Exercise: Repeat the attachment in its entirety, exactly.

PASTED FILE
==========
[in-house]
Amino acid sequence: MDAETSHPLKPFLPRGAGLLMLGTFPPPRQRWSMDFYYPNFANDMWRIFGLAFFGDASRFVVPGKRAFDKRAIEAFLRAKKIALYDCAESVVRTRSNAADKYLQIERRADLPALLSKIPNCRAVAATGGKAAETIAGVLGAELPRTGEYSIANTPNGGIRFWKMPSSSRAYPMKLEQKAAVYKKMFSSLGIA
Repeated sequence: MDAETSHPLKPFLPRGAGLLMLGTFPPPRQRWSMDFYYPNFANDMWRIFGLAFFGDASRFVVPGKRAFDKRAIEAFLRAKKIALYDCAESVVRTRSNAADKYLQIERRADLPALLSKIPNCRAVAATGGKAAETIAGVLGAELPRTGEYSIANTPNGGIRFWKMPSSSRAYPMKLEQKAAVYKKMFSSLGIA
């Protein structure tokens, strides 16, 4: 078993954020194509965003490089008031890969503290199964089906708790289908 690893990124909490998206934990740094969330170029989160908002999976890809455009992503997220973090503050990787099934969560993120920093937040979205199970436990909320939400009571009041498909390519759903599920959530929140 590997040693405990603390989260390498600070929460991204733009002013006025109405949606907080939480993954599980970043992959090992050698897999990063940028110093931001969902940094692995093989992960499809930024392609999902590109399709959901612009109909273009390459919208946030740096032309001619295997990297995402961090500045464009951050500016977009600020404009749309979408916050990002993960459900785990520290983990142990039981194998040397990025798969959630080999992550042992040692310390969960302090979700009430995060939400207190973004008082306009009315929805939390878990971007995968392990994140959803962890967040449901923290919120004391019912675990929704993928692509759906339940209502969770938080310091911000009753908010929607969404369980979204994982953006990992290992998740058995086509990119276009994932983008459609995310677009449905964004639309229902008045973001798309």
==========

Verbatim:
[in-house]
Amino acid sequence: MDAETSHPLKPFLPRGAGLLMLGTFPPPRQRWSMDFYYPNFANDMWRIFGLAFFGDASRFVVPGKRAFDKRAIEAFLRAKKIALYDCAESVVRTRSNAADKYLQIERRADLPALLSKIPNCRAVAATGGKAAETIAGVLGAELPRTGEYSIANTPNGGIRFWKMPSSSRAYPMKLEQKAAVYKKMFSSLGIA
Repeated sequence: MDAETSHPLKPFLPRGAGLLMLGTFPPPRQRWSMDFYYPNFANDMWRIFGLAFFGDASRFVVPGKRAFDKRAIEAFLRAKKIALYDCAESVVRTRSNAADKYLQIERRADLPALLSKIPNCRAVAATGGKAAETIAGVLGAELPRTGEYSIANTPNGGIRFWKMPSSSRAYPMKLEQKAAVYKKMFSSLGIA
């Protein structure tokens, strides 16, 4: 078993954020194509965003490089008031890969503290199964089906708790289908 690893990124909490998206934990740094969330170029989160908002999976890809455009992503997220973090503050990787099934969560993120920093937040979205199970436990909320939400009571009041498909390519759903599920959530929140 590997040693405990603390989260390498600070929460991204733009002013006025109405949606907080939480993954599980970043992959090992050698897999990063940028110093931001969902940094692995093989992960499809930024392609999902590109399709959901612009109909273009390459919208946030740096032309001619295997990297995402961090500045464009951050500016977009600020404009749309979408916050990002993960459900785990520290983990142990039981194998040397990025798969959630080999992550042992040692310390969960302090979700009430995060939400207190973004008082306009009315929805939390878990971007995968392990994140959803962890967040449901923290919120004391019912675990929704993928692509759906339940209502969770938080310091911000009753908010929607969404369980979204994982953006990992290992998740058995086509990119276009994932983008459609995310677009449905964004639309229902008045973001798309």